Being in a local office is different also in how people interact with each other – friendly at work but as most of the people have lived here their whole lives, they have a very separate existence outside of work. This is good as I have been trying to dig into my studies and trying to meet other Muslims and reverts.

A few weeks ago I went to a work meeting where I ran into so many friends and colleagues that I have lost touch with since I converted or since I moved to London. And while I absolutely do not want to go back to my old job or my old life (that is a whole other story), it was great to catch up my old friends. I have to say I felt like myself again.

I miss my friends a lot, but they primarily socialise around alcohol and everything that goes with that. And they don’t quite understand why I am not dating a nice single banker that I met at my local pub or some bar now that I am in London.

I don’t really have any friends here in London yet, but I really love my Tajweed classes and plan to start taking Arabic in the Autumn. And I am starting to meet people.

Bottom line, it feels very strange to have these two worlds that don’t really connect with each other.

I understand why many Muslims spend most or all of their time in their Muslim community. But I don’t really have that community yet, and with my family, work life and most of my friends being non-Muslim, I have to (and want to) be in this other world too, though following the straight path. And I will keep striving to find my own Muslim community.

It just feels a little schizophrenic to be honest. Do any of you ever feel the same way? How do you manage it?

Starting over….again

About a week ago I watched a short video online giving a summary of the Qur’an in two sentences. The first sentence is “Accept Allah as master and accept yourself as slave.” This is a really tough one for me because I don’t like to think of myself as a slave. Everyone – even in the most dire circumstances – wants to feel they have choice and self determination. But I think this idea of accepting yourself as slave goes beyond our historical concept of the word. For me it is about not just worshipping only Allah, but accepting the tests you are given in life and learning to embrace your own path. Sometimes choice is about how you react to something and how you learn from it. Which is very easy to write, but very hard to do.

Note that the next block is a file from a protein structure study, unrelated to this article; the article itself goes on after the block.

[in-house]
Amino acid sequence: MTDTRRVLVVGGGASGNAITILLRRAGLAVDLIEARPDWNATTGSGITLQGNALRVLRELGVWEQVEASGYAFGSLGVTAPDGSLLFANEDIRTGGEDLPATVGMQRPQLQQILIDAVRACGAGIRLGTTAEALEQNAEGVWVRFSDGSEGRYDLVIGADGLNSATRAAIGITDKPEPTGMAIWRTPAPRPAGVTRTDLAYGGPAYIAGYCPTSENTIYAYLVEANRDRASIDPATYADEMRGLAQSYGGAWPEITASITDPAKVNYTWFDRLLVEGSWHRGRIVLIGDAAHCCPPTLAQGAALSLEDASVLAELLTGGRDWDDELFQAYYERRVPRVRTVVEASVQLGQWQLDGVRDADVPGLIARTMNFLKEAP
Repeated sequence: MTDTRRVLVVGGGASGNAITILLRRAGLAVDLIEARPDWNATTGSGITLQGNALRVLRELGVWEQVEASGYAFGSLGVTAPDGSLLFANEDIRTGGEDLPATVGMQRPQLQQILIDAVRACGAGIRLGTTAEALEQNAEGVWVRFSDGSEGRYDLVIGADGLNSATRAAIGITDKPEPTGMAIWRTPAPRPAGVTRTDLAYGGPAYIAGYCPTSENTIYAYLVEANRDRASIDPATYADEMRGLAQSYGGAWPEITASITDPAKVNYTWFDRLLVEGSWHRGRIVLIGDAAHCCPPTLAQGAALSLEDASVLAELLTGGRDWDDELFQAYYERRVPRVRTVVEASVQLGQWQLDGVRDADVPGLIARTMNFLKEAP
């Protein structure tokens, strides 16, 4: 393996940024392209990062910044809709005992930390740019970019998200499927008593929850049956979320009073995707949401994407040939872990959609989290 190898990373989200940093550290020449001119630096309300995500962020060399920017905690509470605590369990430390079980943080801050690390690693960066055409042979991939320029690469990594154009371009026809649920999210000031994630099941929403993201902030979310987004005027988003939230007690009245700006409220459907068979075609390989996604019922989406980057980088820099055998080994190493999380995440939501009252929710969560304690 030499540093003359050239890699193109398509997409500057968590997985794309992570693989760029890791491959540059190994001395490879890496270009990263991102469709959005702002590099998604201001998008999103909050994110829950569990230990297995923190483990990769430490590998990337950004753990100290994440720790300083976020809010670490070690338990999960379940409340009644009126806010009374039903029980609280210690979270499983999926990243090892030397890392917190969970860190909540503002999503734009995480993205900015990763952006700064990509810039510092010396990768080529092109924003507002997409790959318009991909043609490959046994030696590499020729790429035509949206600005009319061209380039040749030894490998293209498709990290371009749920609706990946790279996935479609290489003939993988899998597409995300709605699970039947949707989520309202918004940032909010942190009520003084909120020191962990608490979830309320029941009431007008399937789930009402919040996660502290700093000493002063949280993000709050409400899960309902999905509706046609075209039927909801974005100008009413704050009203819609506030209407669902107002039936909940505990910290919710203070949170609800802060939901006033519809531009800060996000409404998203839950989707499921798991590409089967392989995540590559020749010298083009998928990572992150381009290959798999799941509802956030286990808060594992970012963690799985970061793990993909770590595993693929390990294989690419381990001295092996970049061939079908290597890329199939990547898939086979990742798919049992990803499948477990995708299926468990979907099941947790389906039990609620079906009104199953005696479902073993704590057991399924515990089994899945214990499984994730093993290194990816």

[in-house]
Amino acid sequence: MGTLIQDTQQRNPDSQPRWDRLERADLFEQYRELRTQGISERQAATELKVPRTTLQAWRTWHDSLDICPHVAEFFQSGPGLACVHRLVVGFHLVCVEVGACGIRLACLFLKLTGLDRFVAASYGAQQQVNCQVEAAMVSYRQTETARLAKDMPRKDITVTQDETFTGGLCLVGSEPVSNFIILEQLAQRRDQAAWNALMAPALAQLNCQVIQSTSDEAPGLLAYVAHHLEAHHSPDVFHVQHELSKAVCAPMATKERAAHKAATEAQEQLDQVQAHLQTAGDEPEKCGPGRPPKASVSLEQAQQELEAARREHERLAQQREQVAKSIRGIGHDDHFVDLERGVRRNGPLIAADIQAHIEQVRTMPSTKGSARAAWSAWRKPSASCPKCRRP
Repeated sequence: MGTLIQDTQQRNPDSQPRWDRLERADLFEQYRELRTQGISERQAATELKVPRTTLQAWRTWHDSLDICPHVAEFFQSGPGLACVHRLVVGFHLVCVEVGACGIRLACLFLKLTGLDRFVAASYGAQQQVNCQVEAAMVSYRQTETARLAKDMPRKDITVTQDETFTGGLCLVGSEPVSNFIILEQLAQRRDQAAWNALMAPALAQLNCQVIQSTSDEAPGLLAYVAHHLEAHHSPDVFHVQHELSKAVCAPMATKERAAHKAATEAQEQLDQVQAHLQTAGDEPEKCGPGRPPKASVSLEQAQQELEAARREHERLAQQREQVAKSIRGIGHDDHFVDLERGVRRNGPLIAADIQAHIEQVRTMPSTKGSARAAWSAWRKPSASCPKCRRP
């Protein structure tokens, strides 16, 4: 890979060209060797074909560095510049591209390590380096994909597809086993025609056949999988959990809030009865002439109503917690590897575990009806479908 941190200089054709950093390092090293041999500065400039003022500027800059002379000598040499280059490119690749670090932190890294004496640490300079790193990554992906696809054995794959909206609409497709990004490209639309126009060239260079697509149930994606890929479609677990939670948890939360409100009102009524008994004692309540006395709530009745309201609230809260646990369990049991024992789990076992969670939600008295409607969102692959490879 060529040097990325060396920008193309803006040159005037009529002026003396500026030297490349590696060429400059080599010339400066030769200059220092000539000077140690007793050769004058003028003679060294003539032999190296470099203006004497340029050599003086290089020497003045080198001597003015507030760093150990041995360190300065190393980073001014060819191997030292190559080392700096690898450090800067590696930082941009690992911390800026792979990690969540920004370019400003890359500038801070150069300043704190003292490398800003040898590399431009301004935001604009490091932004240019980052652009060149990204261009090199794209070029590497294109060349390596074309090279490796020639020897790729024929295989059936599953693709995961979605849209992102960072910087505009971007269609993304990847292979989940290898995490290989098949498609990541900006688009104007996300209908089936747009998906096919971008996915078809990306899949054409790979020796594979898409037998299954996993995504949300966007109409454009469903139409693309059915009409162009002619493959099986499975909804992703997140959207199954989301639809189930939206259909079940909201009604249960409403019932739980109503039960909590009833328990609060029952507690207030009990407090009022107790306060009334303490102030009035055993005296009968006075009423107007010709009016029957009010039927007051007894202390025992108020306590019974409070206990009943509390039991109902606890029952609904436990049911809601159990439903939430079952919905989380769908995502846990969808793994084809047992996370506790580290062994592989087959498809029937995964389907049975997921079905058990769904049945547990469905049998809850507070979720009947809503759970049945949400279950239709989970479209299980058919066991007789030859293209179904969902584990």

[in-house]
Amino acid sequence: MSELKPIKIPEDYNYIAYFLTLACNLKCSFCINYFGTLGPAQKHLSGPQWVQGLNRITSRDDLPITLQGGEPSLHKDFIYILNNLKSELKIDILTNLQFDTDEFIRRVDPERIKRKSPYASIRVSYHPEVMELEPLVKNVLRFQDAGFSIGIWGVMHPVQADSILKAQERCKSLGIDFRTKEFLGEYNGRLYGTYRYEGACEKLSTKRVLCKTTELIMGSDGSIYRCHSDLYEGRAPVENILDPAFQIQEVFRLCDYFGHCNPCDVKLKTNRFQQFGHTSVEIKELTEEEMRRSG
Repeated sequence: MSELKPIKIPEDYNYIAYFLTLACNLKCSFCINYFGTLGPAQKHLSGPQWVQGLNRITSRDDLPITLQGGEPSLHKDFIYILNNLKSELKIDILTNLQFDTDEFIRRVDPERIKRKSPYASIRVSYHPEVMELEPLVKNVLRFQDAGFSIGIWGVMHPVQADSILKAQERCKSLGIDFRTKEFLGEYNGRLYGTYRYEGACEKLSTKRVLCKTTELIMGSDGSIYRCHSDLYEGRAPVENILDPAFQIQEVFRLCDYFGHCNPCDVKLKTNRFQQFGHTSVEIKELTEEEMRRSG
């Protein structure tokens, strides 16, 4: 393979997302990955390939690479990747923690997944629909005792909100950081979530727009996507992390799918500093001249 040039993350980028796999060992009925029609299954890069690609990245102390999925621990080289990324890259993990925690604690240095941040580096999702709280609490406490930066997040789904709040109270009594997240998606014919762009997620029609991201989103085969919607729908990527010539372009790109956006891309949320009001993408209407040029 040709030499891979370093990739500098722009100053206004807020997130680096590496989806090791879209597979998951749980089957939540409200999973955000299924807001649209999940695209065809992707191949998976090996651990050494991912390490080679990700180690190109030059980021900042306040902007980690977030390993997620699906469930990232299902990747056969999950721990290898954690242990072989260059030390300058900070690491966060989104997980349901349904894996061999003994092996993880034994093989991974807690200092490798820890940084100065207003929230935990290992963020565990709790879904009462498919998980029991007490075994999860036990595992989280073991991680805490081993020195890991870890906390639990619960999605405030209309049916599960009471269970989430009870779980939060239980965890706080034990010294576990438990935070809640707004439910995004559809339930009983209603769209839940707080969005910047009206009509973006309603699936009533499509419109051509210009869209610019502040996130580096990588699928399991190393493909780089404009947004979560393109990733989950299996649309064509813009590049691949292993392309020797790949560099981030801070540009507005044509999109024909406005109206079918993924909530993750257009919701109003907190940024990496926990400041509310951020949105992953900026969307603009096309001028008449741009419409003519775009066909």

Just after I watched that video, I read a blog from a woman describing one of those days where you just want to mourn your losses and shut out the world. However, she ends on a beautifully positive note describing a nice cup of tea and giving it ‘another try.’

I highlight these pieces as I feel a little bit like the rug has been pulled out from under me, that the bottom has fallen out of my life. The specifics of what has happened are not important, and to be fair it is something I probably knew in my heart to be true and even right. But it is different to think something might be the truth compared to actually confirming it.

Bottom line, I feel like I am starting my life from scratch again. I have absolutely no idea where my life is headed, personally or professionally. And I don’t know where to start. Honestly, I am just too old for this.

But I know I have a choice. I can choose to accept that this is the path that Allah (swt) has given me and embrace it. I can choose to give it another try. I can choose not to be angry at my situation, and not to throw people out of my life because they are not going to play the role in my life that I wanted them.